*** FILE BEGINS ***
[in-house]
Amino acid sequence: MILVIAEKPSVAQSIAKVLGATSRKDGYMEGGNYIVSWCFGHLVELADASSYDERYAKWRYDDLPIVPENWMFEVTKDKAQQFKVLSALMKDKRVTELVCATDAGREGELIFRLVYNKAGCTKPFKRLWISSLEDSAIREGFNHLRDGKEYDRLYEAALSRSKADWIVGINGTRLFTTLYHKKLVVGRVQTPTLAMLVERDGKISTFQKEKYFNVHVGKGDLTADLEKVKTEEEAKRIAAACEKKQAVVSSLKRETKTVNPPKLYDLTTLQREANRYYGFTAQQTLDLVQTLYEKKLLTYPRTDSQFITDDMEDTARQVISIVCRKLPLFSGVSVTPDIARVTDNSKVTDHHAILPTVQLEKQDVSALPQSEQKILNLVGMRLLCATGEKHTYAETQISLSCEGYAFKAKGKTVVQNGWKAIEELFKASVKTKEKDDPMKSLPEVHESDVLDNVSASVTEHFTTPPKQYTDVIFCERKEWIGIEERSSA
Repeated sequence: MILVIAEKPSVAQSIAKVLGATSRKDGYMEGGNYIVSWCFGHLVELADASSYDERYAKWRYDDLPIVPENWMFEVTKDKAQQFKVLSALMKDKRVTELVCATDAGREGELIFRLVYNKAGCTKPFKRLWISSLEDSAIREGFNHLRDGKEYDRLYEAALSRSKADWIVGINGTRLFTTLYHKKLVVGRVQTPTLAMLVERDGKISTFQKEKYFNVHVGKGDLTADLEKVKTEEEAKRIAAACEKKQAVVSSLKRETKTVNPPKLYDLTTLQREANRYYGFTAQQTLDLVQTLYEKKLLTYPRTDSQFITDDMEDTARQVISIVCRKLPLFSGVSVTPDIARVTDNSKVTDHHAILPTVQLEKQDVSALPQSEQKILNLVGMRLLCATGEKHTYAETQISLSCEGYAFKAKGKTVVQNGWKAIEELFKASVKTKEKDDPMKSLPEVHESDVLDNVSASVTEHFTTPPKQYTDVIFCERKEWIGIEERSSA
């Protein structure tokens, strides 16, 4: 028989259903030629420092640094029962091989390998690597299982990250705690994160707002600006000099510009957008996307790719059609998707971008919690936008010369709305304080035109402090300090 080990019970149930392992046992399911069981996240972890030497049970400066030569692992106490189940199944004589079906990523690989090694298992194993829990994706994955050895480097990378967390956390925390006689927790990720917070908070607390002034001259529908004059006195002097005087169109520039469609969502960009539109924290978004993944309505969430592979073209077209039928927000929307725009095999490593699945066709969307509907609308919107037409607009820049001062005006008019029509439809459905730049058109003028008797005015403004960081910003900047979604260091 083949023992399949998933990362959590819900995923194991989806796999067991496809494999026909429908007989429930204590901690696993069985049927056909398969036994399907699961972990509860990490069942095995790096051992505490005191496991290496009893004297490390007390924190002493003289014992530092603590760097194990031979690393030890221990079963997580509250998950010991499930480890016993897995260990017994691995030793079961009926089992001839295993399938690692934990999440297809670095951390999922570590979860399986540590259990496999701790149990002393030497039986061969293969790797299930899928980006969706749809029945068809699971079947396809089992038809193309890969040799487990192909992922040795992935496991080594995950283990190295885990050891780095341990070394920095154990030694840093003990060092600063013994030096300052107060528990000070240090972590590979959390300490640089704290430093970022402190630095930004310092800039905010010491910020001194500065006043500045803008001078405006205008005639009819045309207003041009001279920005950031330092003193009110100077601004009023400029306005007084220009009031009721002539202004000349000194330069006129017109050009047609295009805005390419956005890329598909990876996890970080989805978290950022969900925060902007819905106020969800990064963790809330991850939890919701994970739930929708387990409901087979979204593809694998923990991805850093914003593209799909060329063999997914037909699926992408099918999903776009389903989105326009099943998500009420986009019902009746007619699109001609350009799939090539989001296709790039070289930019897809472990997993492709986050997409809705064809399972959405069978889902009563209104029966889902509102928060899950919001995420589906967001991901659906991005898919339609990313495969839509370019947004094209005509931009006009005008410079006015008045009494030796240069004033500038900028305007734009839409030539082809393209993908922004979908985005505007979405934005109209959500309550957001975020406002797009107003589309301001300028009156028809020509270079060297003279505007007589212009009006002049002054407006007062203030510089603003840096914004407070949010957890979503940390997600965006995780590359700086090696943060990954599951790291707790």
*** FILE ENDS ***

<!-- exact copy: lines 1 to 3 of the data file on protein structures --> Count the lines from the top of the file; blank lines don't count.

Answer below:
[in-house]
Amino acid sequence: MILVIAEKPSVAQSIAKVLGATSRKDGYMEGGNYIVSWCFGHLVELADASSYDERYAKWRYDDLPIVPENWMFEVTKDKAQQFKVLSALMKDKRVTELVCATDAGREGELIFRLVYNKAGCTKPFKRLWISSLEDSAIREGFNHLRDGKEYDRLYEAALSRSKADWIVGINGTRLFTTLYHKKLVVGRVQTPTLAMLVERDGKISTFQKEKYFNVHVGKGDLTADLEKVKTEEEAKRIAAACEKKQAVVSSLKRETKTVNPPKLYDLTTLQREANRYYGFTAQQTLDLVQTLYEKKLLTYPRTDSQFITDDMEDTARQVISIVCRKLPLFSGVSVTPDIARVTDNSKVTDHHAILPTVQLEKQDVSALPQSEQKILNLVGMRLLCATGEKHTYAETQISLSCEGYAFKAKGKTVVQNGWKAIEELFKASVKTKEKDDPMKSLPEVHESDVLDNVSASVTEHFTTPPKQYTDVIFCERKEWIGIEERSSA
Repeated sequence: MILVIAEKPSVAQSIAKVLGATSRKDGYMEGGNYIVSWCFGHLVELADASSYDERYAKWRYDDLPIVPENWMFEVTKDKAQQFKVLSALMKDKRVTELVCATDAGREGELIFRLVYNKAGCTKPFKRLWISSLEDSAIREGFNHLRDGKEYDRLYEAALSRSKADWIVGINGTRLFTTLYHKKLVVGRVQTPTLAMLVERDGKISTFQKEKYFNVHVGKGDLTADLEKVKTEEEAKRIAAACEKKQAVVSSLKRETKTVNPPKLYDLTTLQREANRYYGFTAQQTLDLVQTLYEKKLLTYPRTDSQFITDDMEDTARQVISIVCRKLPLFSGVSVTPDIARVTDNSKVTDHHAILPTVQLEKQDVSALPQSEQKILNLVGMRLLCATGEKHTYAETQISLSCEGYAFKAKGKTVVQNGWKAIEELFKASVKTKEKDDPMKSLPEVHESDVLDNVSASVTEHFTTPPKQYTDVIFCERKEWIGIEERSSA